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Deadlocks with ODBC Connection


#1

Hi everyone. I have a 4-year-old system that is running SQL Server 2008 R2 on the backend and we are accessing the data through a MS Access front end. We are utilizing ODBC to connect to the server. I recently started receiving a TON of deadlock issues for my MS Access users and I really can't figure out why. I'm wondering if someone can point me in the right direction to figure out what is going on and how to solve it once and for all. It does not appear to be occurring on any one process or any smaller set of tables. It seems to occur across the broad spectrum of the whole database.

Wondering if its processing power or memory, or something. Restarting the server tends to make things work a little better, but the problems just keep coming back. The user experience on the front end is deadlocks when they're trying to read data and/or write data.

Any help someone can give would be awesome. I would think there is some way to log the deadlocks or something so I can see what the symptoms are surrounding their occurrence.

Thanks in advance!


#2

Trace flags 1222 and 1204 will log the deadlock entries


#3

So my Point Number One is that because this has only just started happening it is therefore related to a change that occurred at that time. So first figure out what that change was ... and work back from there.

The quick solution to this is probably to turn on Read Committed Snapshot (Isolation) for the database (no other software changes needed). This can have disasterous consequences for TEMPDB and Performance, but IME usually only if the software is crap to start with and does lots of Row-By-Agonising-Row (RBAR) type loops and cursors, and perhaps also lots of Mega-Updates. There are also a few edge-cases (wanting to reuse data that you yourself have just changed, in certain specific ways) which would require software change, but I think it is fair to say that the need for such software changes have been extremely rare in places that have moved to RCSI - so that might work for you. Better to find what changed / the cause though.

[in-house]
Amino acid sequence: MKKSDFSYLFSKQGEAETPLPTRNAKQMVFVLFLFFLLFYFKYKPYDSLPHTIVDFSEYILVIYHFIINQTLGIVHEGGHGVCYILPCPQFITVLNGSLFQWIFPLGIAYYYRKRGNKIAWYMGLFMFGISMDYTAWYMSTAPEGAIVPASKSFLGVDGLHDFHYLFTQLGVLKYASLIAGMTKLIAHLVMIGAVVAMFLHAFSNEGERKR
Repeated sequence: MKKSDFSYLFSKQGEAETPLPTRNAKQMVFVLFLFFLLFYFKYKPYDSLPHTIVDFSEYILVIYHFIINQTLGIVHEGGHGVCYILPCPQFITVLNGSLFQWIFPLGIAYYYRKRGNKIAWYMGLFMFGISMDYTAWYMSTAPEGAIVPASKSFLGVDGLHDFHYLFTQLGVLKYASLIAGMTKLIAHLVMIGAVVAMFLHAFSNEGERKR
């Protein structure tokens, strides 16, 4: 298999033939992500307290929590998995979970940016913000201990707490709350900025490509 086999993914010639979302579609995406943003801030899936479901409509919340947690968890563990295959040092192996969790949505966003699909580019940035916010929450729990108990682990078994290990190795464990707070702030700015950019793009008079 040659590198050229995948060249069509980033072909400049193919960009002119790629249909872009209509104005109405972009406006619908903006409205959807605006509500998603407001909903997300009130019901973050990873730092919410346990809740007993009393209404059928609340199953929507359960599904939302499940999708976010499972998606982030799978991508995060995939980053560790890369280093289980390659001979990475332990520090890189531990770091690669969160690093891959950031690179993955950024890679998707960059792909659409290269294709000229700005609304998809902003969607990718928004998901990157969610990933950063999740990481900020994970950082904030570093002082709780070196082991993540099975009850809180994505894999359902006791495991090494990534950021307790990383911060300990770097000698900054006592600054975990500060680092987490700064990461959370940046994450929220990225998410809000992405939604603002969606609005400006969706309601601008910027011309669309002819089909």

We've used RCSI for years with great effect, but our stuff is all OLTP and we don't do no stinking RBAR!!


#4

Deadlocks are already captured in the system health XE session.
You can query them using this script: http://blogs.technet.com/b/sqlpfeil/archive/2013/05/27/did-you-know-dead-locks-can-be-track-from-the-system-health-in-sql-2012.aspx

Once you have identified the source of your deadlocks, try to find out why they are happening. Hint: deadlocks are less likely to happen when queries run fast and hold locks for a short time. Do you have some missing index that could speed up some query? Did any index change recently? Did some table grow to exceed a tipping point and changed some plans? Investigate this and you'll fix it.


#5

Hi everyone:

I was able to see a lot of deadlock activity from the Activity Monitor and see that most of the deadlocks revolved around a particular process. I have now worked to improve that process, but it essentially had to do with the fact that we use MS Access as our GUI. This particular process has 1 - 4 users at any given time scanning barcodes to look up information and then scanning another barcode to perform an update on the table. The target table had quite a few records on it, which aren't a problem for the SQL server, but that many records bog down the Access GUI because it queries the linked ODBC tables using the Access Jet Engine. So, those individual queries were taking a long time and each time they would perform a request from the SQL server, the way Access seeks a lock and the time it took to select the appropriate records made it so locks were stacking up all over the place causing all kinds of problems.

Making matters a little worse, when the user would update the record from their GUI, there is a trigger on the SQL server on that table that would perform a conditional insert into another table depending on whether or not a particular record already existed on the trigger destination table. That trigger destination table did not have the proper indexing to make those lookups fast enough to know whether or not it should write the table to the trigger destination table, so this slowed things down a little bit as well.

Anyway, I think cleaning up this process has solved the problem. spaghettidba said it right : "Hint: deadlocks are less likely to happen when queries run fast and hold locks for a short time. Do you have some missing index that could speed up some query? Did any index change recently? Did some table grow to exceed a tipping point and changed some plans?"

Thanks everyone for your help!